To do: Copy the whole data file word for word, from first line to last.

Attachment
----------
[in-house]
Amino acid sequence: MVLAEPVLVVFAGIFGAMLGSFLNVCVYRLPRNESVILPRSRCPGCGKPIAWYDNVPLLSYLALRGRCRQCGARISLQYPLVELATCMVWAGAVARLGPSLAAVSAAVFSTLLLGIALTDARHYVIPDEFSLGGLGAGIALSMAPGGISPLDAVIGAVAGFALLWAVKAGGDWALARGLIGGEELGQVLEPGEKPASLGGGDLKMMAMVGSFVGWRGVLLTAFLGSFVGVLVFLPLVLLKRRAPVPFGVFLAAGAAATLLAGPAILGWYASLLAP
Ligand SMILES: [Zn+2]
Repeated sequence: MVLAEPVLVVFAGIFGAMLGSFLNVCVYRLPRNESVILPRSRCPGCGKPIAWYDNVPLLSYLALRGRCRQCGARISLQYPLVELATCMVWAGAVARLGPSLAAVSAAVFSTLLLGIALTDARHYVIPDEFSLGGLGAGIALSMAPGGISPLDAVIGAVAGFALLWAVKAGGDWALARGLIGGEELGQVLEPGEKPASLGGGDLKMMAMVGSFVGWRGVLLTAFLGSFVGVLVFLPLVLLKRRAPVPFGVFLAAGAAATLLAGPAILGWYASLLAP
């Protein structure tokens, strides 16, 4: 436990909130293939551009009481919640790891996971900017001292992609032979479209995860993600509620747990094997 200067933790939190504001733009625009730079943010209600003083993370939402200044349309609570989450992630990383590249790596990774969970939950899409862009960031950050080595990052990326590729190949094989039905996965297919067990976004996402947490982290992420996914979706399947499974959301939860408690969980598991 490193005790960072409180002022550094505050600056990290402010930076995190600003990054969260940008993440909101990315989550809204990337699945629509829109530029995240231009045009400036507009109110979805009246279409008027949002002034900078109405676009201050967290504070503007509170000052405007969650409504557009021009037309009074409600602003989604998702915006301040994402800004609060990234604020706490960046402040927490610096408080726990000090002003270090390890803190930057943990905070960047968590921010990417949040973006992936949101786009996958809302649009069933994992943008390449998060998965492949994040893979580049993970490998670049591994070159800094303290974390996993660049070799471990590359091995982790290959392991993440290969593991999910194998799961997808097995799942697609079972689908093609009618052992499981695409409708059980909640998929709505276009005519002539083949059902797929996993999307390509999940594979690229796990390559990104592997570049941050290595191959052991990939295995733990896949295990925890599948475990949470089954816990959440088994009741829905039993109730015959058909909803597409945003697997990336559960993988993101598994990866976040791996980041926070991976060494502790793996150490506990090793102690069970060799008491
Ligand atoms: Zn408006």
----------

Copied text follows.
[in-house]
Amino acid sequence: MVLAEPVLVVFAGIFGAMLGSFLNVCVYRLPRNESVILPRSRCPGCGKPIAWYDNVPLLSYLALRGRCRQCGARISLQYPLVELATCMVWAGAVARLGPSLAAVSAAVFSTLLLGIALTDARHYVIPDEFSLGGLGAGIALSMAPGGISPLDAVIGAVAGFALLWAVKAGGDWALARGLIGGEELGQVLEPGEKPASLGGGDLKMMAMVGSFVGWRGVLLTAFLGSFVGVLVFLPLVLLKRRAPVPFGVFLAAGAAATLLAGPAILGWYASLLAP
Ligand SMILES: [Zn+2]
Repeated sequence: MVLAEPVLVVFAGIFGAMLGSFLNVCVYRLPRNESVILPRSRCPGCGKPIAWYDNVPLLSYLALRGRCRQCGARISLQYPLVELATCMVWAGAVARLGPSLAAVSAAVFSTLLLGIALTDARHYVIPDEFSLGGLGAGIALSMAPGGISPLDAVIGAVAGFALLWAVKAGGDWALARGLIGGEELGQVLEPGEKPASLGGGDLKMMAMVGSFVGWRGVLLTAFLGSFVGVLVFLPLVLLKRRAPVPFGVFLAAGAAATLLAGPAILGWYASLLAP
């Protein structure tokens, strides 16, 4: 436990909130293939551009009481919640790891996971900017001292992609032979479209995860993600509620747990094997 200067933790939190504001733009625009730079943010209600003083993370939402200044349309609570989450992630990383590249790596990774969970939950899409862009960031950050080595990052990326590729190949094989039905996965297919067990976004996402947490982290992420996914979706399947499974959301939860408690969980598991 490193005790960072409180002022550094505050600056990290402010930076995190600003990054969260940008993440909101990315989550809204990337699945629509829109530029995240231009045009400036507009109110979805009246279409008027949002002034900078109405676009201050967290504070503007509170000052405007969650409504557009021009037309009074409600602003989604998702915006301040994402800004609060990234604020706490960046402040927490610096408080726990000090002003270090390890803190930057943990905070960047968590921010990417949040973006992936949101786009996958809302649009069933994992943008390449998060998965492949994040893979580049993970490998670049591994070159800094303290974390996993660049070799471990590359091995982790290959392991993440290969593991999910194998799961997808097995799942697609079972689908093609009618052992499981695409409708059980909640998929709505276009005519002539083949059902797929996993999307390509999940594979690229796990390559990104592997570049941050290595191959052991990939295995733990896949295990925890599948475990949470089954816990959440088994009741829905039993109730015959058909909803597409945003697997990336559960993988993101598994990866976040791996980041926070991976060494502790793996150490506990090793102690069970060799008491
Ligand atoms: Zn408006």